Faking It

Faking It is a television show that first premiered on MTV in April, 2014. The show takes place mostly at and around Hester High School which is located near Austin, Texas. Unlike every other high school in America, at Hester High School being weird or abnormal is what lands you a seat atop the schools hierarchy of popularity. The show follows a series of main characters, all of which are struggling to not only gain or keep their rank of popularity, but are also struggling to identify their own personal selves throughout the tough journey we all undergo through high school. Throughout the series, the characters display several aspects that pertain to a lot of what we discuss in class, which is queer culture.

When the show begins, we are introduced to two of the main characters, Karma and Amy. They are sophomores at Hester High School and are also best friends. The dynamic duo is portrayed as being willing to do anything to gain a spot amongst the popular crowd. This aspect is tested when Shane Harvey, who is also a main character, accidentally assumes Karma and Amy are a lesbian couple, when in reality they are just best friends. Initially the pair’s reaction was to state that they were not actually a couple; however, when the two of them realized how popular they became from being known as Hester High School’s first out lesbian couple, they decide to hide their true identities rather than losing their new found popularity. Shane Harvey, the boy who ‘outs’ Karma and Amy is one of Hester’s most popular students and plays the role of an out and proud male student who loves unveiling the skeletons hiding in the closets of his fellow classmates. Later on in the series another main character, Liam Booker, who is Shane’s best friend ends up falling for Karma and throwing kinks in Karma and Amy’s attempt to keep their popularity by prolonging their charade of being a lesbian couple. As the series goes on, the show displays many of the struggles faced by students in high school. From Amy falling for her best friend Karma, to Karma falling for Liam and likewise for Liam himself, the show depicts the main characters as finding out tremendous amounts about themselves through the relationships and friendships which they experience throughout their encounters with their classmates. The last main character that is really of relevance to the aspect of queer culture is Amy’s step sister, Lauren Cooper. Lauren is initially depicted as the new girl who is quickly very popular but soon faces her own demons when she is ‘outed’ as being intersex.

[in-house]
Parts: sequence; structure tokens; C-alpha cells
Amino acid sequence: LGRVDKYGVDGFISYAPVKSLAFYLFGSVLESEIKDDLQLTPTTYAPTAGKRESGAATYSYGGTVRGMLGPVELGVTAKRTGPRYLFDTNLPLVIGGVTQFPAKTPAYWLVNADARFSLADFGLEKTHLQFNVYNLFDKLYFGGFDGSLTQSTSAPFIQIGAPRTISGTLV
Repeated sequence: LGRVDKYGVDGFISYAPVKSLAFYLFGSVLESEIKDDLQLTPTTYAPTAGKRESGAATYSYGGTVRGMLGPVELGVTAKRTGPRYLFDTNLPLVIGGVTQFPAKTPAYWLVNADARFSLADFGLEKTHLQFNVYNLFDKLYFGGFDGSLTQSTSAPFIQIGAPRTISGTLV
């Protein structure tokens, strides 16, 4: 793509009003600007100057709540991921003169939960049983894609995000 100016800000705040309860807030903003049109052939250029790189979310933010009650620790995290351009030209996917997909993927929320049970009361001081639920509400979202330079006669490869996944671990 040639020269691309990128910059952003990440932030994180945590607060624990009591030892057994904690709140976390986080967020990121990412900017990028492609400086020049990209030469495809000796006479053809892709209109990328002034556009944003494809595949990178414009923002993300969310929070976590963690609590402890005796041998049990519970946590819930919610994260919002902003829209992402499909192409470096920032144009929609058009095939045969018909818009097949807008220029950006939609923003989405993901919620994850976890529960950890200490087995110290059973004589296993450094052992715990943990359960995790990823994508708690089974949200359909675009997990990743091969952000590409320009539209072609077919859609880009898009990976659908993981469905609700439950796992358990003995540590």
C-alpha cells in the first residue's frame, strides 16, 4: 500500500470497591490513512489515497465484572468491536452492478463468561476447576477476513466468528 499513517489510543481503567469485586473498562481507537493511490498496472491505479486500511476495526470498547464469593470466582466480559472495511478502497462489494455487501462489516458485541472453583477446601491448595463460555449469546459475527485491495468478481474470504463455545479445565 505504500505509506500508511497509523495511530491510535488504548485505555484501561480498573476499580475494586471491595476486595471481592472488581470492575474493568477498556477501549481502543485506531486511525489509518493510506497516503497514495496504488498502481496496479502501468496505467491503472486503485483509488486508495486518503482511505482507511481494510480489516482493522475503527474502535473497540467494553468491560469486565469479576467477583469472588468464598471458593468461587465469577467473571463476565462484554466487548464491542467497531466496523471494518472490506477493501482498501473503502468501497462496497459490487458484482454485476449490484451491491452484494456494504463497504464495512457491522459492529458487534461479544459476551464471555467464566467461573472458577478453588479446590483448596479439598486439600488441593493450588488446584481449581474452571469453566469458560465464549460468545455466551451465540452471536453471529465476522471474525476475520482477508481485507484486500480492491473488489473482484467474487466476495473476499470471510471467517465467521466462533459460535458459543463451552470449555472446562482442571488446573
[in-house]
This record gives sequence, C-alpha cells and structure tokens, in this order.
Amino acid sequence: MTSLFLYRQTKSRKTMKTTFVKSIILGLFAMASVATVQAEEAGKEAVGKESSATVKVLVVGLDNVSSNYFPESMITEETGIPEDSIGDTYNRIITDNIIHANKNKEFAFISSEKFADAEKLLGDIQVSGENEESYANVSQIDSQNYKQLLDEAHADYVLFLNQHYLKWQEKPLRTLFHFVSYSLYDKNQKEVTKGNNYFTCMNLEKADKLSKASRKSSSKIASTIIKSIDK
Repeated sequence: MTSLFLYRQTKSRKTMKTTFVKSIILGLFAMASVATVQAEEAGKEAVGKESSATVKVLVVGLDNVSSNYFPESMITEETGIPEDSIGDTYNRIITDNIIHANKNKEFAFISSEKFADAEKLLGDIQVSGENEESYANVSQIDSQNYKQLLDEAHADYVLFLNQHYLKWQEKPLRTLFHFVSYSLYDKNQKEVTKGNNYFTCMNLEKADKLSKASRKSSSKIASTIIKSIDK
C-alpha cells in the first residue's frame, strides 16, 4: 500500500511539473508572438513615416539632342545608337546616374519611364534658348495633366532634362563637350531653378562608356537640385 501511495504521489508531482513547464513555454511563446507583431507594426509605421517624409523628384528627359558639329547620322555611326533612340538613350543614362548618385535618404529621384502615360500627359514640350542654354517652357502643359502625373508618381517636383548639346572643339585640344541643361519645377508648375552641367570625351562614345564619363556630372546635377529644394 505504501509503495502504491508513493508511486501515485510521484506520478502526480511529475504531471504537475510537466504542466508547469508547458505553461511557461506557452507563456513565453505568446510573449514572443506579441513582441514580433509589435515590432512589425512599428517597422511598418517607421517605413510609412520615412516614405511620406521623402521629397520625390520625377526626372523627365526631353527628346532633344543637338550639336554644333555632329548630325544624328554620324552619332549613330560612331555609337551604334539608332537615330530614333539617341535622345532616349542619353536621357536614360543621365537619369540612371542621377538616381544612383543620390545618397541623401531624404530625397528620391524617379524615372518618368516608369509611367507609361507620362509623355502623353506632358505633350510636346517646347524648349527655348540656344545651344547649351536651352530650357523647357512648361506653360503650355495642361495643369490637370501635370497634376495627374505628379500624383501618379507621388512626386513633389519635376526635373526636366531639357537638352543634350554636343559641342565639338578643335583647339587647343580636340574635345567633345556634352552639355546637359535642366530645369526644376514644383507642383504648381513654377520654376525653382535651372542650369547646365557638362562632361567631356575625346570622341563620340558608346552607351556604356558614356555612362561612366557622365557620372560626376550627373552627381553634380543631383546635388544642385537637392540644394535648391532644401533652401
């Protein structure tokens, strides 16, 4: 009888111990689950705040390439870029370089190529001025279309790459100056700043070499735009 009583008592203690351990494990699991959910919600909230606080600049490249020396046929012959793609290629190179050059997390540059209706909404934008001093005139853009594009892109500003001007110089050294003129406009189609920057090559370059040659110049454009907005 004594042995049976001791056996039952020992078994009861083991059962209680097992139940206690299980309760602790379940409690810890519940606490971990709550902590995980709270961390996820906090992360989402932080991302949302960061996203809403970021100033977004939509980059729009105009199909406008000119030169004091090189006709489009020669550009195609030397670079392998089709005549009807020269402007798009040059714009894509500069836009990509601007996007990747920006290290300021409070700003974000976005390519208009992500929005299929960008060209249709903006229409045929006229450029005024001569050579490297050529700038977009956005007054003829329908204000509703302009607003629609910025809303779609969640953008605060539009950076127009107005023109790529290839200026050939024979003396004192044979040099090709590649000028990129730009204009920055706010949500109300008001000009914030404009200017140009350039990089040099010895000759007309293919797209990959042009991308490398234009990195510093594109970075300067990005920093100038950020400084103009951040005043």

I first began watching Faking It when the series first premiered on MTV. I related to the show and even though I found myself constantly thinking, “Wow, this would never actually happen in high school.” I could not help but to fall in love with the show because of the fact that the show handles a lot of issues and is not afraid to throw awkward situations into the audience’s face. The show not only handles issues such as Amy struggling to determine her own sexuality, but it also shows the struggles of Amy’s sister Lauren who is intersex. In many ways the struggles Lauren is depicted to have resonates with our classroom discussions of the struggles which members of the transgender community face. Though Lauren is intersex and not transgender, I found it interesting that she was depicted to suffer from such similar circumstances as those who brave the ridicule that is associated with being a member of the transgender community. Another aspect of the series that I found to be quiet interesting was that many of the struggles the characters where shown to go through made me think back to when we read Martha Shelley’s. “Gay Is Good.” I recall that she spoke about how one of the worst parts about being a homosexual was not the way that they are punished by law enforcement or by society as a whole, but the fact that those who identify as being homosexuals often believed that the fact that they as individuals identified as being gay was something that was not to be revealed. Martha Shelly basically states that it is the general knowledge that being a homosexual means that you are something that is so bad that is should not even be revealed or shared, and I feel that many of the characters in this series show characteristics of identifying with Martha Shelley’s statement. All of the main characters have resentment towards themselves because in some way or another they do not feel that who they truly are is someone or something that can be openly discussed. I feel that many of the characters are shown to  believe that who they are as people is something that they are ashamed to show others which as stated, is how Shelley talks about how it feels to be a member of the homosexual community. I love the manner in which the show depicts the struggles members of the LGBTQ+ community face on a daily basis and how it affects them as people, and I also love how much it pertains to the day to day discussions and readings we have for class.